Almost relaxed, he leaned away to the left, merely shrugging as his assailant's long, sinewy, green leg caught the hem of his robe, twirling it from his body by sheer momentum, in a fierce, kicking jumble.

His blade swirled immediately, following the attacker's movement and seemingly grasping for a taste of flesh as it probed onward.

Recognizing the assassin as a pugilist- one of the dreaded Gruesome Grasshoppers of the near-east- he barely had time to deflect another impossibly-long-legged kick to the throat that would have ended him.

Blade was cast wantonly aside as paw met green-hoofed-horrow. If a 'Hopper' was commissioned, this must've been a serious contract, he realized, wincing as he tore into his opponent's husky flesh with a clenched paw. But as soon as he acknowledged his own success, he released, for grabbing one leg would surely mean certain death from the other.

And sure enough, with a flicker he barely had time to perceive, the Hopper kicked- his other leg now shredded from below the knee- catching Sakeya firmly in the breast.

Fortunately, it was a glancing blow, but nonetheless, next thing he knew, his back was aching from being slammed against the base of his father's statue, having flown more than ten feet by sheer force of the deadly strike. In his mind, he silently thanked his father for his family's barrel-chested constitution.

But, surely, his opponent-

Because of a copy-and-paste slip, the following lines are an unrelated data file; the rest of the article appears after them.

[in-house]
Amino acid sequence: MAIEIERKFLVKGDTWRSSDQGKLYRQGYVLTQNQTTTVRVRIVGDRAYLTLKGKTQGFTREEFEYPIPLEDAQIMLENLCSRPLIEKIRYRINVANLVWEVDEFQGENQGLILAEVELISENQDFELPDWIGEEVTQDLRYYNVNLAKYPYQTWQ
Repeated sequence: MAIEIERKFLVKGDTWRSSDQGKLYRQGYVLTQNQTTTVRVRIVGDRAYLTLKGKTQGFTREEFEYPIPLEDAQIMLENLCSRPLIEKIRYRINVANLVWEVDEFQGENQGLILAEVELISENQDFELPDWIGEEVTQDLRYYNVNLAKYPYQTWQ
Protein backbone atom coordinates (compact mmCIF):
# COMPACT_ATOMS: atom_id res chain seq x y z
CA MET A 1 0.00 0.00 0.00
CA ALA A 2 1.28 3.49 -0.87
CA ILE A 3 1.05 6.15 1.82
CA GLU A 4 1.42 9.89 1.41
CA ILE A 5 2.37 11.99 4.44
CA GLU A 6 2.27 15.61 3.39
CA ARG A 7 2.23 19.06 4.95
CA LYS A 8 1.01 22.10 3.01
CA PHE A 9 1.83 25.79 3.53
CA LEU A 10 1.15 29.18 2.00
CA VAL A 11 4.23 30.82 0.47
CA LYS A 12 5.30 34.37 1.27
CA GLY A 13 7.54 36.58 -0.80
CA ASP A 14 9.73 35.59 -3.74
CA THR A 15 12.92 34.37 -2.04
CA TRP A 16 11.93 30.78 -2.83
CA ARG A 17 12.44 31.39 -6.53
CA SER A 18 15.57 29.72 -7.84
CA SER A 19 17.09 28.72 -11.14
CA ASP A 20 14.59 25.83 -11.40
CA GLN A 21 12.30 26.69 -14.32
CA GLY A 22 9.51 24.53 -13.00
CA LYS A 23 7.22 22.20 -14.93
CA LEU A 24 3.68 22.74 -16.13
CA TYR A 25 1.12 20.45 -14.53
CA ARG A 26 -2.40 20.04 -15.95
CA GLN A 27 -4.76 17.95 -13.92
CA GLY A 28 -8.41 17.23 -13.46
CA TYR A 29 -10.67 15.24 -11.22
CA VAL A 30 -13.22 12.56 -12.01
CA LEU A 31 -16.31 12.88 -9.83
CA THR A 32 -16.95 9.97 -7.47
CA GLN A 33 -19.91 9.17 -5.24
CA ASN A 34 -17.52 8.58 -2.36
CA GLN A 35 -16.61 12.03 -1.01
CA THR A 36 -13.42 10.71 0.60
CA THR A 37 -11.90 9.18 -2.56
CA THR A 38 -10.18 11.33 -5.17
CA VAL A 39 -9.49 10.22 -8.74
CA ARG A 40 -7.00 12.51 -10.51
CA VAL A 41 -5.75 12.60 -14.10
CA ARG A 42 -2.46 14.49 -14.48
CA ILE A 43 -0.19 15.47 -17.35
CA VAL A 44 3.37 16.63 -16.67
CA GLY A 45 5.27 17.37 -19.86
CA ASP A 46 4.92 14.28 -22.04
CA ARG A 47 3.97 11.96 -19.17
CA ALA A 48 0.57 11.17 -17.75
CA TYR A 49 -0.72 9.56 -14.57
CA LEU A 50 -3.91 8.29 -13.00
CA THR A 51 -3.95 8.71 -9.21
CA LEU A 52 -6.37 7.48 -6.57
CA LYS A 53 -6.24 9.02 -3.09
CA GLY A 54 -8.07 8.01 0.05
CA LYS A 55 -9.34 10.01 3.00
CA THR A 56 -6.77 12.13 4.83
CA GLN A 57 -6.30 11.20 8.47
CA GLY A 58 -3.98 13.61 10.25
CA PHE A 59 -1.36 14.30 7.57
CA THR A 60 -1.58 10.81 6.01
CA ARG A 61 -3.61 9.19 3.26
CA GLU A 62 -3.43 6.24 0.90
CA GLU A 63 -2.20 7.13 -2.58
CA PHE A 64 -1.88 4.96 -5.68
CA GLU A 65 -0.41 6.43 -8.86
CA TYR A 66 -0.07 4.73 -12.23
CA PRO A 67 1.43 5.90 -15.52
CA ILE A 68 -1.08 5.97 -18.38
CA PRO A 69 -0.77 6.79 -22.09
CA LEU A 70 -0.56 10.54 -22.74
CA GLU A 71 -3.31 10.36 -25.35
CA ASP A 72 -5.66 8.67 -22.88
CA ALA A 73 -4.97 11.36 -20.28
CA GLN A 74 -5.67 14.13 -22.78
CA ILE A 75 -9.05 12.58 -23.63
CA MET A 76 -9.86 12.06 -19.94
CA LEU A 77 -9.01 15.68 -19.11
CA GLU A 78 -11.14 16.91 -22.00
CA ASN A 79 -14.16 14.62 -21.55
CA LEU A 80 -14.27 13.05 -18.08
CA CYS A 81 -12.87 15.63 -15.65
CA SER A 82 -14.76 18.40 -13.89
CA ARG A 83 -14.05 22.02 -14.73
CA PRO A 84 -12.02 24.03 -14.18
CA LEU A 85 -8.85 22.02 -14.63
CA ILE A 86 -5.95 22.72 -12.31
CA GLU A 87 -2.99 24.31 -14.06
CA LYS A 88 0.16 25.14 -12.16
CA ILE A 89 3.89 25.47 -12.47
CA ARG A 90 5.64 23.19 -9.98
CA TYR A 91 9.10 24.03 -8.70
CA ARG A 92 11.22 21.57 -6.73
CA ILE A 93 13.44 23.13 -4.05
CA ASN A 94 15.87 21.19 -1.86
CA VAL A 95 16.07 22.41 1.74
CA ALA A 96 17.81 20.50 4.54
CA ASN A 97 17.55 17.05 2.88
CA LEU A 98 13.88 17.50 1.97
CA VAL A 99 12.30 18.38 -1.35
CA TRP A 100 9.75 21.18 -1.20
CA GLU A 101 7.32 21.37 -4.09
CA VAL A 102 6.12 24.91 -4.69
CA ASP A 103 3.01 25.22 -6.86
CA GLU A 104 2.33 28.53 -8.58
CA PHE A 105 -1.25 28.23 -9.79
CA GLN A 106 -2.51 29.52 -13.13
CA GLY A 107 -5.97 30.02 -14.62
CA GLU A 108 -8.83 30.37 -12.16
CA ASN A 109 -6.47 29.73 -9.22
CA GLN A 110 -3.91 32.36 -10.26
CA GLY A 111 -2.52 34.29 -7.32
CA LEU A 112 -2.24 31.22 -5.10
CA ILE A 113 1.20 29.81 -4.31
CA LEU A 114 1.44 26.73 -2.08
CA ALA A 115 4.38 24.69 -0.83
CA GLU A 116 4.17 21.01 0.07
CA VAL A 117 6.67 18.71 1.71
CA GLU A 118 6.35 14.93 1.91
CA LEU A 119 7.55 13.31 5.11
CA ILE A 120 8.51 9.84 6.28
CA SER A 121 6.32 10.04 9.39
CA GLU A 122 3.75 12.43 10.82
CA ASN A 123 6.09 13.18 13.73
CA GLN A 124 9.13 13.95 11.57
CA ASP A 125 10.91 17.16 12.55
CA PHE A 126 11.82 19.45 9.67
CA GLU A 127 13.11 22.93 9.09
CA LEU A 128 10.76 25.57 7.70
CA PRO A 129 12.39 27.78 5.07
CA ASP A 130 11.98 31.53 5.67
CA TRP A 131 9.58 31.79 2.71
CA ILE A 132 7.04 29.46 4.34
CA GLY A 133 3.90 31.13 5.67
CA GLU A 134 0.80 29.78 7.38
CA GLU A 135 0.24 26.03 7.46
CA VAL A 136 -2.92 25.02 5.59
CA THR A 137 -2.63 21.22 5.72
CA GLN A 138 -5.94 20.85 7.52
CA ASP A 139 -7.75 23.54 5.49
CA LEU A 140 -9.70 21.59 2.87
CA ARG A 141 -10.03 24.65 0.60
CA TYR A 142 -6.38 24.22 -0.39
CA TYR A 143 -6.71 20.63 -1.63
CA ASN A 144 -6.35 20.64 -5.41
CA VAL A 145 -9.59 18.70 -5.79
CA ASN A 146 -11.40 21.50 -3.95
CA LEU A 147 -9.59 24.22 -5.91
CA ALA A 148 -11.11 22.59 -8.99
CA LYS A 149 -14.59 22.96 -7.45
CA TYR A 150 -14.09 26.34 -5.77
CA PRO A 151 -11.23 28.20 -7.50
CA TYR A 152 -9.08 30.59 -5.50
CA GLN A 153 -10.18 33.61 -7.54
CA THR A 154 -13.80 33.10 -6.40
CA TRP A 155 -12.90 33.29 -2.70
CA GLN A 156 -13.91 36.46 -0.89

Thoughts of the battle being over were cut short- in almost slow-motion, the Hopper flew from nearly a dozen feet away, turning in mid-leap to extend the deadly green leg that remained; the green leg that would surely end his life.

Watching, nearly paralyzed, at his imminent death, Sakeya surrendered all hope… when suddenly, from above, the grimy tankard fell from its previously-precarious perch, intersecting the Hopper's extended leg with a deafening, sickly- yet oddly satisfying- crunch.

With an eerie, cold croak, followed by the clanking of the tankard, the Hopper collapsed, emerald, gooey blood gushing from what little remained of his twitching, still-kicking legs.

He sat there, staring in nonchalance for a few minutes. It was all so quick, so- and yet, he lived!

…Which was more than he could say for the Hopper, whom had stopped moving moments before.

Stretching, he coolly and regally gathered his robe, dusting it off while muttering under his breath, and proceeded to pick up the tankard, and his sabre. The rest of the mess, he decided, could wait until the morning guard arrived. He would definitely have to see to having a night guard stationed, as well.

What a night it has been… he thought boorishly, yawning and stretching before beginning his descent to the palace for supper.

After feasting and imbibing copious quantities of blueberry juice- his favorite- he was closing his chamber doors when he heard movement from the corner of his room.

"Oh, honestly-! Another one of you?" He scowled as sabre struck outward, this time in Stalk-Stance.

And there she was.

It was always the eyes that he got caught up on. He could explore the rest of her for days, as well, but… he was always lost when those beautiful lashes beat down over brown bear-muzzled gaze.

"My lady, I-"

"Shhh…" she began, moving forward slowly, sensually, "Why don't you put that sword away, and- ooh!"

With a poke, a tap, and another tap from his sabre, what few garments she possessed collapsed scandalously on the chamber floor.

And with a quick slap on her smooth, curved side, she giggled, and he roared.

…And what a night it will be…